As a physician, you know it’s only a matter of time before your practice joins a health information exchange. HIEs are like LA highways, a series of interconnected pathways that meander and sometimes cross over and underneath each other while cars travel from A to B.
Specialty-specific EHRs can rarely fit comfortably within these HIEs, rendering them unable to compete with multi-specialty EHRs equipped to handle your fast-paced data exchange needs.
The lack of workflow flexibility is another issue pertaining to specialty-specific EHRs. Many times, these systems don’t offer the configurability and flexibility a full EHR does.
In other words, physicians will be forced to abide by a predetermined workflow that won’t cater to your comfort and habits. Have you ever met two doctors that operate in the exact same manner?
Advantages of Specialty-Specific Systems
Abhay Mishra, assistant professor of health administration at Georgia State University, found a 25-33% drop in productivity among family medicine, pediatrics and internal medicine practices using multi-specialty EHRs.
Mishra’s team suggests the results may lie in different workflow requirements among the three specialties. Essentially, their EHRs make reviewing data more efficient, while entering data becomes more of a hassle.
There are a few compelling pro-specialty specific arguments.
Time and Effort
Writing a comprehensive library of clinical content around which doctors can specialize their system takes approximately four hundred hours. Think of how expensive that is, given the value of physicians’ time.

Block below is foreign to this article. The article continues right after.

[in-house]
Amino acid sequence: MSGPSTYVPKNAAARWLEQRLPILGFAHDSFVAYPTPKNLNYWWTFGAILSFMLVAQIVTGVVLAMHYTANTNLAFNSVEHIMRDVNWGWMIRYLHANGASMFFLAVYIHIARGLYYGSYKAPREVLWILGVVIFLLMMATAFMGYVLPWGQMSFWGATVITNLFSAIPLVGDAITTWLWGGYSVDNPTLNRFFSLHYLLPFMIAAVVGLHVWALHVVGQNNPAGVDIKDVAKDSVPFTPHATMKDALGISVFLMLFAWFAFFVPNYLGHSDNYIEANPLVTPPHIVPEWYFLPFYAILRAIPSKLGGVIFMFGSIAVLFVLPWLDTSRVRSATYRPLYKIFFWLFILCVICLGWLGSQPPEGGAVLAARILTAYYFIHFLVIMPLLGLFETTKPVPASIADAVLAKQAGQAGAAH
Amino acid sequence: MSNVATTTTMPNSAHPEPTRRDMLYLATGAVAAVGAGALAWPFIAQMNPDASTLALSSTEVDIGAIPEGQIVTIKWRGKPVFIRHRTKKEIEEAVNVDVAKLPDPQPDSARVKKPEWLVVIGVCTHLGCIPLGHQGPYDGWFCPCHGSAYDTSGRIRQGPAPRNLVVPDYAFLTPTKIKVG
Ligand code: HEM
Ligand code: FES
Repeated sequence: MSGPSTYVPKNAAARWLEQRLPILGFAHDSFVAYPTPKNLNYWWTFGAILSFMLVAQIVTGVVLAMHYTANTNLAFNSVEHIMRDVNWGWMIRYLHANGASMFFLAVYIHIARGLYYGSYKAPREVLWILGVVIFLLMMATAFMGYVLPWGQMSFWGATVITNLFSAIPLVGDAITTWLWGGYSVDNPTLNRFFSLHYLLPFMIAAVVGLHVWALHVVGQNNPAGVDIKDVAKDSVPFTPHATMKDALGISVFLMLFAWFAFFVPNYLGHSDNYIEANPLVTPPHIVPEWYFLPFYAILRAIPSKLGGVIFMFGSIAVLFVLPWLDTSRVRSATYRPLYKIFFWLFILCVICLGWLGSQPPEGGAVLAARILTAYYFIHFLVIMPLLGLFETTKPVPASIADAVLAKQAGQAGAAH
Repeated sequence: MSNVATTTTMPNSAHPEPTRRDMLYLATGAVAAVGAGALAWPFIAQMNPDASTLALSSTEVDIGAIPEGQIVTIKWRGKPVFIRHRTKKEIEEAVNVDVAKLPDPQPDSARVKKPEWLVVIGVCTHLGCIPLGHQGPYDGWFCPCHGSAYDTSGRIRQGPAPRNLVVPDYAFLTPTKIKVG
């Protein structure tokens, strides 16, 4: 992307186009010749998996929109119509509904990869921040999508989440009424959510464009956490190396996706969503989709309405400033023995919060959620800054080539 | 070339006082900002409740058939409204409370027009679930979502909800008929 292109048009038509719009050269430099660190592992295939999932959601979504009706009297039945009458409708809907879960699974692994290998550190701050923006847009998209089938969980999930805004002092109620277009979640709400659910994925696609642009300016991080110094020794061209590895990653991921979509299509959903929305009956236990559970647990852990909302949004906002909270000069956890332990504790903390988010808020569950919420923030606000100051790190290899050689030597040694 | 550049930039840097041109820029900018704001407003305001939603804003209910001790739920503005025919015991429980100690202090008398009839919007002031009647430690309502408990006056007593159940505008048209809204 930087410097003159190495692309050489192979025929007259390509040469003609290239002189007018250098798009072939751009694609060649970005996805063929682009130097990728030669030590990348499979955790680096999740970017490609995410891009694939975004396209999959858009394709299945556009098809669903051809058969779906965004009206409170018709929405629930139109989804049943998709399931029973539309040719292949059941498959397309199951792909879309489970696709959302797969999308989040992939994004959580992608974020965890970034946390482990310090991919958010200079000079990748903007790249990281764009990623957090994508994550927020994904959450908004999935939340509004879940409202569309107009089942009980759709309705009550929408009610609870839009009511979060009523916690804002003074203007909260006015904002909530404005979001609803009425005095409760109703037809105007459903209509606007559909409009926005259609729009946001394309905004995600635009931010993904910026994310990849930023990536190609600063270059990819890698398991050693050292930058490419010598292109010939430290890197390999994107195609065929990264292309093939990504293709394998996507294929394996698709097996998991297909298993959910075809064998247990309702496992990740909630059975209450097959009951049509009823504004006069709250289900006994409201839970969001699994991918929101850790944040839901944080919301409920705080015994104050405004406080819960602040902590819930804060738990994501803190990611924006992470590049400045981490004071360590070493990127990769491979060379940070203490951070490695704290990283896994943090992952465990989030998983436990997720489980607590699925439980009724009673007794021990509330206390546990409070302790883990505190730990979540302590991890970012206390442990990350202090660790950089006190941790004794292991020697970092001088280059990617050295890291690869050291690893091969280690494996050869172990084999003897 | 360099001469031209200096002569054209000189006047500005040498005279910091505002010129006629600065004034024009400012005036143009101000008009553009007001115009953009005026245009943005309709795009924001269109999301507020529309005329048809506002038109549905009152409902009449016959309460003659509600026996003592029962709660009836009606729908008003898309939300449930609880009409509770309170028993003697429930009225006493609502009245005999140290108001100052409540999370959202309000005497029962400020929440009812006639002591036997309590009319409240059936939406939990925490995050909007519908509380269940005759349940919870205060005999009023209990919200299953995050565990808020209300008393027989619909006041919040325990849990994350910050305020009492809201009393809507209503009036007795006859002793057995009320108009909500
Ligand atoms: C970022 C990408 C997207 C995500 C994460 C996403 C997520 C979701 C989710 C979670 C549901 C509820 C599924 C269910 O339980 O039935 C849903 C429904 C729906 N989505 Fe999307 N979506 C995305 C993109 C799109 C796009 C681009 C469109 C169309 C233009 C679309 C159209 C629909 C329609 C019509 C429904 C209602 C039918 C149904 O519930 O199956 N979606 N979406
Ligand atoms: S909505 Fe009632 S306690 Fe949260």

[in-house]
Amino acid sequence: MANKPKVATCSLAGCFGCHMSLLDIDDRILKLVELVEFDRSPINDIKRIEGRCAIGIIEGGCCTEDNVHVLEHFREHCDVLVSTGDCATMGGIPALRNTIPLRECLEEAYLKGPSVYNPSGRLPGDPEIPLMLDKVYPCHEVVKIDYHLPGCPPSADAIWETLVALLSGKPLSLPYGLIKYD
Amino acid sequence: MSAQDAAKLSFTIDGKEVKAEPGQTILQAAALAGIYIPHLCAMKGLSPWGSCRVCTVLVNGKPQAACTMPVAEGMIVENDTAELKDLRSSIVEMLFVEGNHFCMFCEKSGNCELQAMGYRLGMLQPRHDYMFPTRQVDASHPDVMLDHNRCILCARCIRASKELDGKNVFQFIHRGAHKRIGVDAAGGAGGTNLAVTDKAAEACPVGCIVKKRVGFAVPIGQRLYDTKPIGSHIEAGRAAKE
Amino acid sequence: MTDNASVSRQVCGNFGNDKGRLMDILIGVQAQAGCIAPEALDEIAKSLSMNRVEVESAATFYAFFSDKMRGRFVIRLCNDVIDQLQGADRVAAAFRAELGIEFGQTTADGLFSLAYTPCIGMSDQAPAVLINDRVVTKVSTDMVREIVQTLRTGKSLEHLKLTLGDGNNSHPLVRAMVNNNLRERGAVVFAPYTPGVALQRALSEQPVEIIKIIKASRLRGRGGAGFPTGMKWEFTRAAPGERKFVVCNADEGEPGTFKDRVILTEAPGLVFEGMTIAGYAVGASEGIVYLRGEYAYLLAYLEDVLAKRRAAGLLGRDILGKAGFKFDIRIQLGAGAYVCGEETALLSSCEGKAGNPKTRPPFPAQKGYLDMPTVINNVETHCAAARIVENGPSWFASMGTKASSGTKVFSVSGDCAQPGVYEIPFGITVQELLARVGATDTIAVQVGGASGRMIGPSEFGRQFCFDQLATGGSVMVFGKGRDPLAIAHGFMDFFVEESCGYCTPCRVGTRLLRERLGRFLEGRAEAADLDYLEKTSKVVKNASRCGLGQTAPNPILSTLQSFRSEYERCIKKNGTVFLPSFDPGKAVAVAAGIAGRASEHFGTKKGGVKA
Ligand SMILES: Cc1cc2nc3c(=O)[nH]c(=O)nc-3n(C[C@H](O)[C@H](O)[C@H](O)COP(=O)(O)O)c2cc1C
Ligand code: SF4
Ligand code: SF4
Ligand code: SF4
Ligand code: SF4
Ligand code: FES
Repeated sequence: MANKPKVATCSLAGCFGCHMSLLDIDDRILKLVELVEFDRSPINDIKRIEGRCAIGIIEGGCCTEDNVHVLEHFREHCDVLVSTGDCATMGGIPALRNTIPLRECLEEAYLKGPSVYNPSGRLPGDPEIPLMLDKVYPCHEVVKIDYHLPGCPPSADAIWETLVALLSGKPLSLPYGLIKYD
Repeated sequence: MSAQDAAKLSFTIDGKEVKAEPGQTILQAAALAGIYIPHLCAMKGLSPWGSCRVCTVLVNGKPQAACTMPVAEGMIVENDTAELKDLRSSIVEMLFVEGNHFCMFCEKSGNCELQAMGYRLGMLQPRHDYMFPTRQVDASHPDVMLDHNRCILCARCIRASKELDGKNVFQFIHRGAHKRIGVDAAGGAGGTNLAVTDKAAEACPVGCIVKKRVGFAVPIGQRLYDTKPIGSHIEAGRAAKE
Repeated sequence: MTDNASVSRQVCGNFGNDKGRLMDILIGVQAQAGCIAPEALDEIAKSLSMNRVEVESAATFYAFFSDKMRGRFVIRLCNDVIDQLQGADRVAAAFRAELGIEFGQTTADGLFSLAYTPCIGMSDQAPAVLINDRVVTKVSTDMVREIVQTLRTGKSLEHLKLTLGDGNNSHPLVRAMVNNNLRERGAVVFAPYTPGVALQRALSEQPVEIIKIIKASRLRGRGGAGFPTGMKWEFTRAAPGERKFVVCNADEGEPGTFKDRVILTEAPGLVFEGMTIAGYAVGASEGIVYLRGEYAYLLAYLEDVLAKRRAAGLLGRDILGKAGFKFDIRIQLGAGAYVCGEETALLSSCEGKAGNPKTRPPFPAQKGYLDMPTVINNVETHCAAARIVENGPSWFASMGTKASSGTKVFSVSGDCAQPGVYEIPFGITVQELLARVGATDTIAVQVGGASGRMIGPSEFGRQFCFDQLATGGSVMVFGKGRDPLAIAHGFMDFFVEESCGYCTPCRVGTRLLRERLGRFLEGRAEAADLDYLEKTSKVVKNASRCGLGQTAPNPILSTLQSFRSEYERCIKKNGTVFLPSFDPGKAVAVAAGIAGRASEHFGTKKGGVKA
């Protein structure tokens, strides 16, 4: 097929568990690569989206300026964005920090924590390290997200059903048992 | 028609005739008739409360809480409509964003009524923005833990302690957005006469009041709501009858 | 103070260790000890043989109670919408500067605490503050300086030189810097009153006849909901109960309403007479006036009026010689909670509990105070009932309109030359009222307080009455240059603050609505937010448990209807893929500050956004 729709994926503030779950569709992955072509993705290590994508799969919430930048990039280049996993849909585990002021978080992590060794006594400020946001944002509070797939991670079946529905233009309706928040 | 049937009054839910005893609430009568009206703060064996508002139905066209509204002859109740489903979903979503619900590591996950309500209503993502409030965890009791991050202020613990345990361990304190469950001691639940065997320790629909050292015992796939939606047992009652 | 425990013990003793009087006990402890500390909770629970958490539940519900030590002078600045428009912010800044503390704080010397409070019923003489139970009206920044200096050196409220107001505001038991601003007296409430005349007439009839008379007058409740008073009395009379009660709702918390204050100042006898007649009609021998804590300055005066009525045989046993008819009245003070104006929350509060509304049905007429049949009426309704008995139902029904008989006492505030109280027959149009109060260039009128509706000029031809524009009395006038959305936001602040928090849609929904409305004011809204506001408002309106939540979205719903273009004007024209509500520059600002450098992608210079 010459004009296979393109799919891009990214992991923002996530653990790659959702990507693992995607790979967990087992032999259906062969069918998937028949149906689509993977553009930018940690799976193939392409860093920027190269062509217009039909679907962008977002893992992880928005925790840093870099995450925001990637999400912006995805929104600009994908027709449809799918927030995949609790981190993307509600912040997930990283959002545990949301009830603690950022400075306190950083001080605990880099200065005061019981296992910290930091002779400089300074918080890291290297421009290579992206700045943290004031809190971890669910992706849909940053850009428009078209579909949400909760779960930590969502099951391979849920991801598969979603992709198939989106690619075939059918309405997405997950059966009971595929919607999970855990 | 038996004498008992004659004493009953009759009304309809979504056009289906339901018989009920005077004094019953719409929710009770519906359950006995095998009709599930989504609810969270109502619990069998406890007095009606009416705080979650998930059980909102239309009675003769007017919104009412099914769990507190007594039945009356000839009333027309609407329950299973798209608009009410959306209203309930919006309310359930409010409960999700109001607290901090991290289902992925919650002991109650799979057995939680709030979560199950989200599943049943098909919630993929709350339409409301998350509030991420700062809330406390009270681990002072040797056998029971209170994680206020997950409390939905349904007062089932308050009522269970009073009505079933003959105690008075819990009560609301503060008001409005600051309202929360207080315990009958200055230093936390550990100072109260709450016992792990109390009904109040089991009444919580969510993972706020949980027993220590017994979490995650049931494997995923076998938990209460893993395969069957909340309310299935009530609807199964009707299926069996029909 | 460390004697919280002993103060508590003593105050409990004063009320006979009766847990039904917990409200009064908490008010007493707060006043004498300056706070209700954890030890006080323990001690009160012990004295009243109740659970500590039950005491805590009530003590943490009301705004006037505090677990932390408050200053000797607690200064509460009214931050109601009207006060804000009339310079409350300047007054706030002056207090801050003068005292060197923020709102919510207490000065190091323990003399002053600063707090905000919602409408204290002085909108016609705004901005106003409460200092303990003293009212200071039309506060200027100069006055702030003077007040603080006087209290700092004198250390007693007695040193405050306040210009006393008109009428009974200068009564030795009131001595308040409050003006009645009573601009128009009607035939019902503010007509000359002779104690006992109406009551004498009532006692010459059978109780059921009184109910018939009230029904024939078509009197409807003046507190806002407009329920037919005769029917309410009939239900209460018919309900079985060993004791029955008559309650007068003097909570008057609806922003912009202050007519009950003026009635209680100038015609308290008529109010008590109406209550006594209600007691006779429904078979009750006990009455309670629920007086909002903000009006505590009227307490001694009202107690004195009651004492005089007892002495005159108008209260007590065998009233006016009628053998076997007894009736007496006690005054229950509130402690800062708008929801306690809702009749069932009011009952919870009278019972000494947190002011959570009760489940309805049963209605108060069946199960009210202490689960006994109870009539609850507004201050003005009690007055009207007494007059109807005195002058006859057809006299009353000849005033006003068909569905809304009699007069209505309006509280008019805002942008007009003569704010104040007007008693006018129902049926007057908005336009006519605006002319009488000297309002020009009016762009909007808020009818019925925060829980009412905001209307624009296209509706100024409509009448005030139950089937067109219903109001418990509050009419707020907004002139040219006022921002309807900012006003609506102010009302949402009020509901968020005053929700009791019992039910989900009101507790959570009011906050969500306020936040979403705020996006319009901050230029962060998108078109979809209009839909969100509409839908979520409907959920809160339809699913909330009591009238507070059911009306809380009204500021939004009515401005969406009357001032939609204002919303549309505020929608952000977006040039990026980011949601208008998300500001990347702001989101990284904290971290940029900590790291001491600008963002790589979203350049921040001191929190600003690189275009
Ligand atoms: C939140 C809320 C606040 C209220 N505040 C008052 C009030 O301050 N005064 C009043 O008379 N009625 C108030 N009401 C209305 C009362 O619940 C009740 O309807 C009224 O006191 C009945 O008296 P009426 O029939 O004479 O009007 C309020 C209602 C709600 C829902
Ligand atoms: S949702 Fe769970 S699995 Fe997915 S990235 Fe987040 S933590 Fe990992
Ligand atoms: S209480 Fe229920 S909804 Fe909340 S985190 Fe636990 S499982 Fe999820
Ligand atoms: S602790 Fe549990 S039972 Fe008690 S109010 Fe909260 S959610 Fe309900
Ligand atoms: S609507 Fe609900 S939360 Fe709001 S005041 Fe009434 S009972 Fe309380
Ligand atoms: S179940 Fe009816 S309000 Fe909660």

Simply put, there is no time for physicians to customize their multi-use EHRs. Purchasing a specialty-specific system may be the most efficient route, particularly for specialties like oncology, which need ultra-specific functions.
Most EHRs were specialty specific until vendors began developing systems to cater to enterprise level accounts, a trend that was augmented after the inception of Meaningful Use incentive programs.
Using EHRs has become less natural for physicians since then, and there is a fear this problem is spreading as practices scurry to implement systems before their incentive deadlines and fail to fully vet EHR vendors.
There are a number of specialties that simply require more than what a general EHR can do for them. Take nephrologists, for instance. In order to satisfy the specialty’s 50% rule – meaning fifty percent of patient encounters must be documented in a certified EHR – specialists need to take their system into the dialysis clinic.
It’s important, then to support dialysis activities, provide an MCP dashboard and analyze relevant data for nephrologists and assistants to look at.
Essentially, the debate over specialty specific EHRs boils down to the kind of specialty. Your primary care physician may do well with the multi-specialty EHR a cardiology clinic is using with the appropriate templates, while rheumatologists may prefer a specialty specific system.
Which do you prefer and why? Do you think specialty specific EHRs will make a comeback? Check out our EHR Buying Guide for more information on purchasing an electronic health record!Tweet